Sophie Gainsley on the Ritzy – part of Brix & Mortar, our celebration of local landmarks
The Ritzy Cinema or ‘Electric Pavilion’ as it was first named in 1911, was one of the first purpose built picture houses in England. The cinema was designed for Israel Davis by the architects E. C. Homer and Lucas to seat over 750 people in one auditorium. Davis was from a family of cinema developers who managed a large chain of cinemas across London. Israel Davis alone operated seven cinemas, including the Ritzy.
Since its opening, the Ritzy has changed hands many times and had many names. It was renamed ‘The Pullman’ after the Art Deco architect George Coles installed the cinemascope and later ‘The Classic’ in 1976. This same year, the cinema fell into disrepair and closed. But this treasure of a picture house was to be saved from demolition.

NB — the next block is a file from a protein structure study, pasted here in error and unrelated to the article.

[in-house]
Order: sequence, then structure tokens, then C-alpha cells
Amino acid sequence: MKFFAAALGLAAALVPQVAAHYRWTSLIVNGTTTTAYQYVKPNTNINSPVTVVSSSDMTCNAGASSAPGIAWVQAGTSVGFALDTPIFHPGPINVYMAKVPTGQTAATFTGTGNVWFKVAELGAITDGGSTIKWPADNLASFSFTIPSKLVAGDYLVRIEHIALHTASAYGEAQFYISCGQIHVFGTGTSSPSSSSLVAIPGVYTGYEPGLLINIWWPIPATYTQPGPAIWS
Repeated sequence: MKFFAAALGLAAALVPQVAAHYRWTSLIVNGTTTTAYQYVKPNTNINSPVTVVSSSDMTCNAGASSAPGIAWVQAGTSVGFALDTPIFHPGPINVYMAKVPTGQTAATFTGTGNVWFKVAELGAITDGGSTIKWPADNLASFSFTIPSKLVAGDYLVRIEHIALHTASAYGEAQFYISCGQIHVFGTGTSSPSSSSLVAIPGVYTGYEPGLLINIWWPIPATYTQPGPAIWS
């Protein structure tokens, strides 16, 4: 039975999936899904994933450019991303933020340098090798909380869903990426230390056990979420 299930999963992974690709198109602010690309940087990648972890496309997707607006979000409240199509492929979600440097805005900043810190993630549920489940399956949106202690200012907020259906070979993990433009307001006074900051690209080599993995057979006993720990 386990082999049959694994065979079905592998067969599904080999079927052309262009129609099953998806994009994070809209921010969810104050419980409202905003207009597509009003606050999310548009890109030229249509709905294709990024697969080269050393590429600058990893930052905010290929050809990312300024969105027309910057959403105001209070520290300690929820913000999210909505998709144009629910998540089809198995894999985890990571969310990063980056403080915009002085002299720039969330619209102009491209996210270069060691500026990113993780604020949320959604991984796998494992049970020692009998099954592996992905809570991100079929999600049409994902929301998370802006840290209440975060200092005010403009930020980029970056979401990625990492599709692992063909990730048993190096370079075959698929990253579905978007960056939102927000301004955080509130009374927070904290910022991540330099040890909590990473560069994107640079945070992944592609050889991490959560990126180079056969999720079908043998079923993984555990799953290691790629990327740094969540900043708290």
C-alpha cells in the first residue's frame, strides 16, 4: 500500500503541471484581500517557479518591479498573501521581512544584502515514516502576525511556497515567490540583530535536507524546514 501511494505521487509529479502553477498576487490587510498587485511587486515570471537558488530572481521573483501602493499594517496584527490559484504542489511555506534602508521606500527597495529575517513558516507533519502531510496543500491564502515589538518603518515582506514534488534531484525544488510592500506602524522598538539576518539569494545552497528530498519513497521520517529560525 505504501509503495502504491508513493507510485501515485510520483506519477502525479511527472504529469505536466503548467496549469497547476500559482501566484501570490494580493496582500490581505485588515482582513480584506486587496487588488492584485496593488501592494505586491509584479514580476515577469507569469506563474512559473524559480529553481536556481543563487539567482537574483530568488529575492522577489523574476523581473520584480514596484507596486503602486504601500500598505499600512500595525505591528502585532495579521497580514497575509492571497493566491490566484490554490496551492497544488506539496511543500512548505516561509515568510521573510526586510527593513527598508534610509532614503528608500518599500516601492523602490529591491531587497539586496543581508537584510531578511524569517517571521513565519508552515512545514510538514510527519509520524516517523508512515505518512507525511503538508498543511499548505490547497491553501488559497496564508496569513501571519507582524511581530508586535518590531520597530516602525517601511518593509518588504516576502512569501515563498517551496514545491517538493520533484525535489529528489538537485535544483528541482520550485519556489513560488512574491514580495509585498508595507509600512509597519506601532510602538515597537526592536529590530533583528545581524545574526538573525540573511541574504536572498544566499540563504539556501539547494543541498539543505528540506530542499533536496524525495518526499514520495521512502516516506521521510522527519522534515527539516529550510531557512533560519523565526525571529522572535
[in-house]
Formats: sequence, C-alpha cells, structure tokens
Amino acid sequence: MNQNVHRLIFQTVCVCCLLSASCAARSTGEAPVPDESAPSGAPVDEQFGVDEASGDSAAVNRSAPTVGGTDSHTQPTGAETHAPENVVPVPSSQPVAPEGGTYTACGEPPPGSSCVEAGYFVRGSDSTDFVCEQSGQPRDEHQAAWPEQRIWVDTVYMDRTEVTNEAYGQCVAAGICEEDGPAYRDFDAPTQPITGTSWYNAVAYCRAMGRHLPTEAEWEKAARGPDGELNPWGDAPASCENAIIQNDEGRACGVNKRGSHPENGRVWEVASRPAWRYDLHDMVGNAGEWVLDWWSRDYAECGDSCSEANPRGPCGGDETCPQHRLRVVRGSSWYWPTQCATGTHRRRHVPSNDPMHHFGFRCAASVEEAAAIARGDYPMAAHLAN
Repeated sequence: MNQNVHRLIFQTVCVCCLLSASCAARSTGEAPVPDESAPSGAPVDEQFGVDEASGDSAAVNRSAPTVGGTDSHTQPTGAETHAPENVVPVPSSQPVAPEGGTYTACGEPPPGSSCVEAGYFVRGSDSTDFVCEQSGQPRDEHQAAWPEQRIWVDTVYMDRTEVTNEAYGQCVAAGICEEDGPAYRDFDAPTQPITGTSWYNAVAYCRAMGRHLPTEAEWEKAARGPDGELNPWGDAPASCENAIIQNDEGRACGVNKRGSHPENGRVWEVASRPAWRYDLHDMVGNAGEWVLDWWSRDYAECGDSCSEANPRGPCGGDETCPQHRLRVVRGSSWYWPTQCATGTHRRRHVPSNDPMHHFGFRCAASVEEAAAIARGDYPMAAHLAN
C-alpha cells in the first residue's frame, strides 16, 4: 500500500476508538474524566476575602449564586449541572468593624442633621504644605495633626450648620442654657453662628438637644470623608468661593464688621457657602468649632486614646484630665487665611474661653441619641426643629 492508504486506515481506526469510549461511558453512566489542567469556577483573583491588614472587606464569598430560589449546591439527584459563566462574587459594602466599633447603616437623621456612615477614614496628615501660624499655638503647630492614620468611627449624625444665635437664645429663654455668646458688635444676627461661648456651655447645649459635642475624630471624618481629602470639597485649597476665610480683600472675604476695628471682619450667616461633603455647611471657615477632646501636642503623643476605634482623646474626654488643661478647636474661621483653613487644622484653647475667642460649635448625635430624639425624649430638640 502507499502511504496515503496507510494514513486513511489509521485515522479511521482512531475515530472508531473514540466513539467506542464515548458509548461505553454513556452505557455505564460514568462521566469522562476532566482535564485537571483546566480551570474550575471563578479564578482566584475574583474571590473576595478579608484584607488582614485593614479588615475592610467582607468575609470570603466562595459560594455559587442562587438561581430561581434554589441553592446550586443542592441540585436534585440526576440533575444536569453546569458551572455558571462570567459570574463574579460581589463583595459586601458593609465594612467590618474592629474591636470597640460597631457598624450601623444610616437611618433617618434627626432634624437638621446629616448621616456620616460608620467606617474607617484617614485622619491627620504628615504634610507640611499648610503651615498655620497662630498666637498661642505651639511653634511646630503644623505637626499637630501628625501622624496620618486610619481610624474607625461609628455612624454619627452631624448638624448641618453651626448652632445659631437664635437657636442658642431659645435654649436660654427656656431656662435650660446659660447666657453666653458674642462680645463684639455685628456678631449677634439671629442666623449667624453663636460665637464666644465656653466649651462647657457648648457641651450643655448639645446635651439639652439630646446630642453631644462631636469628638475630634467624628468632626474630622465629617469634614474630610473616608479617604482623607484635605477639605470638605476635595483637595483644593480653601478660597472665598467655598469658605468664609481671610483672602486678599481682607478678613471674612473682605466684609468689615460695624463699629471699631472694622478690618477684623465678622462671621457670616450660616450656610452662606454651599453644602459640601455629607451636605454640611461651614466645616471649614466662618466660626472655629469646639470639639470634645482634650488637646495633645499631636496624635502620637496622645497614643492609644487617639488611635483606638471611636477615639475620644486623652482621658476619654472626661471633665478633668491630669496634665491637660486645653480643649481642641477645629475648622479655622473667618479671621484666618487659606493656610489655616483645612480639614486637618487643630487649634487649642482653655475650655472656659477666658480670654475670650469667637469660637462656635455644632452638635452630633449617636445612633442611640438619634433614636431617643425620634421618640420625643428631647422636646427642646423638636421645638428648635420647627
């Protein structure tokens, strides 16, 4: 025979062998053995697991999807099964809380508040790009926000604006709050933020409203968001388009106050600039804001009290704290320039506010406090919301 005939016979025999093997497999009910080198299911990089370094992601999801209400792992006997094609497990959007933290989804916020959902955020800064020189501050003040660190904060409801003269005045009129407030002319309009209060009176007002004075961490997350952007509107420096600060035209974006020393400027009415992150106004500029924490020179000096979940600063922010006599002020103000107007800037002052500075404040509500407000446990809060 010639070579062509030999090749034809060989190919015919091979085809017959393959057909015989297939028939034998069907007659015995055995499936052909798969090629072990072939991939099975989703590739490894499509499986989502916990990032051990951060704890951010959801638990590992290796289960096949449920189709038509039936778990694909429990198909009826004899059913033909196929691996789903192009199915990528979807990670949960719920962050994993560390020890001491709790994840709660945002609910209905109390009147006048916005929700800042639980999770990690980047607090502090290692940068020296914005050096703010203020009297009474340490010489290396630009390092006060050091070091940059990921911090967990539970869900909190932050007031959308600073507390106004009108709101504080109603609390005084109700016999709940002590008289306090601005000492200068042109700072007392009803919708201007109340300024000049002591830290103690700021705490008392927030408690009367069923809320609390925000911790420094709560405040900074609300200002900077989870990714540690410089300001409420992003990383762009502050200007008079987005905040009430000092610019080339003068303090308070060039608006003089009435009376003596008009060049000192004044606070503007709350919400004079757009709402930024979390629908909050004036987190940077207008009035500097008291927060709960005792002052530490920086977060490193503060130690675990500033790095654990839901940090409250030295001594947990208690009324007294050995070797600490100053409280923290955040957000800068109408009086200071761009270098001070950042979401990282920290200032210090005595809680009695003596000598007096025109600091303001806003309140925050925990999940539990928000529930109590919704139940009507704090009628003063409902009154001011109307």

While Lambeth Council funded repairs, the London Cinema Collective showed enchanting double-bills while serving tasty home-made cakes. Re-invented, re-built and re-stored, the cinema was given the name ‘A Little Bit Ritzy’, which was abbreviated to just ‘The Ritzy’.
Despite its many alterations, the cinema is a wonderful example of an early cinema, complete with the proscenium arch (the rectangular frame around the screen) and eight bays embellished with pilasters, panels and swags.
Recent developments by Oasis Cinemas, who brought The Ritzy in 1994, revived the cinema to its former glory, while adding four more screens, a cafe and a bar. It is now the largest arthouse cinema in England. Oasis Cinemas joined City Screen, the parent company of Picturehouse cinemas which is now owned by Cineworld, in 2003.
A diverse mix of film screenings, events, top-notch live music ranging from reggae to vintage swing, comedy gigs and performances ensures The Ritzy remains the well-loved cultural hub and heart of Brixton and a great night out, any day of the week.